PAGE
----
Genital herpes can cause complications in pregnancy and specialist advice is required. If a pregnant woman acquires genital herpes during the last trimester of pregnancy, or goes into labour with genital herpes sores and delivers vaginally, there is a risk of neonatal herpes, which has high mortality and morbidity. Women who acquire herpes for the first time in pregnancy are given suppressive therapy for the last six weeks of the pregnancy. Caesarean section may also be considered. If a woman who already has herpes has a recurrence as she goes into labour, caesarean section again may be considered. Aciclovir is not licensed in pregnancy but there is considerable evidence of its safety and it is used widely.
There is considerable stigma among the general public about herpes, and many people with the disease encounter a great deal of distress while learning to live with it. Reassurance and teaching can help, along with patient information websites (eg, Patient.co.uk) and printed material, particularly on how to broach the subject with a partner.
Counselling should include how the disease progresses, how to reduce the risk of transmission, the relative protection of condoms and treatment possibilities, including suppressive therapies.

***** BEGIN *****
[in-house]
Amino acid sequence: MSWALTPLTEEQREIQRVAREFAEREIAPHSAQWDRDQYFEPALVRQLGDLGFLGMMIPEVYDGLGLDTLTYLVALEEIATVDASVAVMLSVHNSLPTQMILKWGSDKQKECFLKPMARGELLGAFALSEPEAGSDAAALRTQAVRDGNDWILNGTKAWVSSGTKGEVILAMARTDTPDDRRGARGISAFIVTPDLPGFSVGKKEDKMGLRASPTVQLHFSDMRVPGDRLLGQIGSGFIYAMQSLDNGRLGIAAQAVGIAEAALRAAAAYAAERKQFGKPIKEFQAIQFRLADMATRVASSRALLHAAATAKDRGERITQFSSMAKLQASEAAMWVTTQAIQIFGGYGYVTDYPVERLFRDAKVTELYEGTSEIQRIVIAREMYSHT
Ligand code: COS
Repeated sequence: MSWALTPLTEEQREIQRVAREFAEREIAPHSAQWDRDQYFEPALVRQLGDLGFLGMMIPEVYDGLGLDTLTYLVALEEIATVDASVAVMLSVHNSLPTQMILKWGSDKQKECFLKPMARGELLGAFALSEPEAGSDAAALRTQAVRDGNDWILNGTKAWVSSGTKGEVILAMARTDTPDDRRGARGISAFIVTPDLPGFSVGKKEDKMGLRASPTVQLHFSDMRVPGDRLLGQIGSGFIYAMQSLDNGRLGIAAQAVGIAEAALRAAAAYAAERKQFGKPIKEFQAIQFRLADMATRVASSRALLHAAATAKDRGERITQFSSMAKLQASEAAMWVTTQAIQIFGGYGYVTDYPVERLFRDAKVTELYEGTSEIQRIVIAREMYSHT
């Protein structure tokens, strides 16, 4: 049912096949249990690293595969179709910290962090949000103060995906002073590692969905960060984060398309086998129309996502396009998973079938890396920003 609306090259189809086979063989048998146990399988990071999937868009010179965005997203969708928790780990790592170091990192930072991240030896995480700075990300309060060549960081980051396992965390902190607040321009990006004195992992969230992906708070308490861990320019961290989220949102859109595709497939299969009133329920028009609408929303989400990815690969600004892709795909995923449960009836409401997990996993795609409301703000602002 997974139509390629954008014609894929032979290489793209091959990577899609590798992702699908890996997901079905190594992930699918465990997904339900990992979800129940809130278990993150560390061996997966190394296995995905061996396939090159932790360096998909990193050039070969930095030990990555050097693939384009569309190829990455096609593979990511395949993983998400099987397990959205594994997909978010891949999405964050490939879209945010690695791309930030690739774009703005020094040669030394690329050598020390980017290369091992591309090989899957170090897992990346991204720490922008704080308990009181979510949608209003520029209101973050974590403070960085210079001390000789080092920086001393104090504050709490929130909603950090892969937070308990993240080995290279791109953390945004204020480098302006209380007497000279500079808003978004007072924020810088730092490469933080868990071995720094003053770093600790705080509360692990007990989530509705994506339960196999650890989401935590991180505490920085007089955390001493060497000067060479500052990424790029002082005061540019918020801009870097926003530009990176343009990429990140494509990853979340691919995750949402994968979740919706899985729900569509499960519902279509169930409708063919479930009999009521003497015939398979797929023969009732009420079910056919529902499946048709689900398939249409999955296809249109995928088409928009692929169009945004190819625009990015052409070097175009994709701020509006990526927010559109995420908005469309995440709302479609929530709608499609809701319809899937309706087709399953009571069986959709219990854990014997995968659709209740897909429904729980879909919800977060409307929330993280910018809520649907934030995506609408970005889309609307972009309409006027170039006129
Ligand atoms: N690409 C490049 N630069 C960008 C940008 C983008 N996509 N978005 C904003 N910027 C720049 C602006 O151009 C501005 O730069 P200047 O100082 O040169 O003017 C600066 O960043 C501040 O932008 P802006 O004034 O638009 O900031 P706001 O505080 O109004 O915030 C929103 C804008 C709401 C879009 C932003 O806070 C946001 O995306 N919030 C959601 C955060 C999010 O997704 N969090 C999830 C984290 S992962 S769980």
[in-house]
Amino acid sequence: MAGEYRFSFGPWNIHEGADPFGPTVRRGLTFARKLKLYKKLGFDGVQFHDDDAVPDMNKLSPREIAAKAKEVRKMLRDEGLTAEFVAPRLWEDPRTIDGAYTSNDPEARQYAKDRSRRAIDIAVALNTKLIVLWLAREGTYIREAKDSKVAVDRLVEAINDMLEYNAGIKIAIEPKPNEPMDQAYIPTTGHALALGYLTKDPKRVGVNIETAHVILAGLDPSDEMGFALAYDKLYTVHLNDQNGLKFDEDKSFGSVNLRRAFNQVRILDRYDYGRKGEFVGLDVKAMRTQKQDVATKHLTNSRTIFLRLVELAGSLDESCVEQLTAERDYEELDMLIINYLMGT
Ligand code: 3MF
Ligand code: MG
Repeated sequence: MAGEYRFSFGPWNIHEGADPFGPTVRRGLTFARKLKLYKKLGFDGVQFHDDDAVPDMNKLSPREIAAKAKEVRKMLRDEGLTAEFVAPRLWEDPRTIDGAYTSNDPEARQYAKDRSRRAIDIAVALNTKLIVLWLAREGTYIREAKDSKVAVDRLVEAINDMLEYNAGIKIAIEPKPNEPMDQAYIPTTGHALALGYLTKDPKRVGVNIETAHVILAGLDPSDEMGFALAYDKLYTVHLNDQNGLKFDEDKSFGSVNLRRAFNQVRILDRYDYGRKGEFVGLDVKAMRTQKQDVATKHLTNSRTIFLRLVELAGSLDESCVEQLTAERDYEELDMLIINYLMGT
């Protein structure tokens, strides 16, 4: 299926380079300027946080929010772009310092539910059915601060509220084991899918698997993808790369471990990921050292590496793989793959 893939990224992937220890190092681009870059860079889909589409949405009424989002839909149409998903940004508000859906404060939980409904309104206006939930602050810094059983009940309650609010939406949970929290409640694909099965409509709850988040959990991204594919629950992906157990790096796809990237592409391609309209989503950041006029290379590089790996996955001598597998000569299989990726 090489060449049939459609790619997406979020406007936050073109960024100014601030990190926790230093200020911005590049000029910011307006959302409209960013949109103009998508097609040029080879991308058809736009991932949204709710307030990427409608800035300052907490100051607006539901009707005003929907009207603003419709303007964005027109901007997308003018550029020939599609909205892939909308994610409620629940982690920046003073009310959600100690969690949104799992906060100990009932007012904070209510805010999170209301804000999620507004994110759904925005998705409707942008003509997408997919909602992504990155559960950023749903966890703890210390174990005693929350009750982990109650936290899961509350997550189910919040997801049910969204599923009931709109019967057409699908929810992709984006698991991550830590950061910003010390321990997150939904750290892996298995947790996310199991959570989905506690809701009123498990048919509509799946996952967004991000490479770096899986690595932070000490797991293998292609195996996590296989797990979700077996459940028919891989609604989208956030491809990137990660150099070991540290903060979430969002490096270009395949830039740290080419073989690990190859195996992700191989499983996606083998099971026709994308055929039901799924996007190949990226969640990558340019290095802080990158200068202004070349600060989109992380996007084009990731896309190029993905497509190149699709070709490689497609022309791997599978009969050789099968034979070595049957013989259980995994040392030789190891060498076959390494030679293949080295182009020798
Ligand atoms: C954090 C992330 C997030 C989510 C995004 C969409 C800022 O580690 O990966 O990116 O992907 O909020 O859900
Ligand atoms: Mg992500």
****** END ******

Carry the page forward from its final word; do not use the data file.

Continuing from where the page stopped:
Sufferers need to know to avoid sex during an episode, and about the possible risk of transmission through asymptomatic shedding. They should also be aware of the complications in pregnancy.
A number of people have herpes without symptoms and this fact is particularly important when symptoms present some time into a monogamous relationship and worries about fidelity come to the fore. Partner notification is important and can clarify where the disease has come from so that asymptomatic carriers can be found.
When blisters are present, the virus is highly contagious and the couple should avoid sex during an attack and until lesions have cleared.
Asymptomatic shedding makes avoidance of transmission difficult because it is not always possible to know when the virus is being shed. So, to answer this person’s question, there is still a chance of infection if the boyfriend does not have symptoms. There may be more asymptomatic virus shedding in the first year after acquiring herpes simplex type II, and in individuals who have frequent recurrences.
Condoms can be used to try to prevent transmission, but the area involved often does not lie within the area covered by the condom.
This couple needs to discuss the risks further and come to an informed decision together.
About the author
Sarah Pillai is a lead clinician at Central London Community Healthcare NHS Trust
Citation: The Pharmaceutical Journal URI: 11105921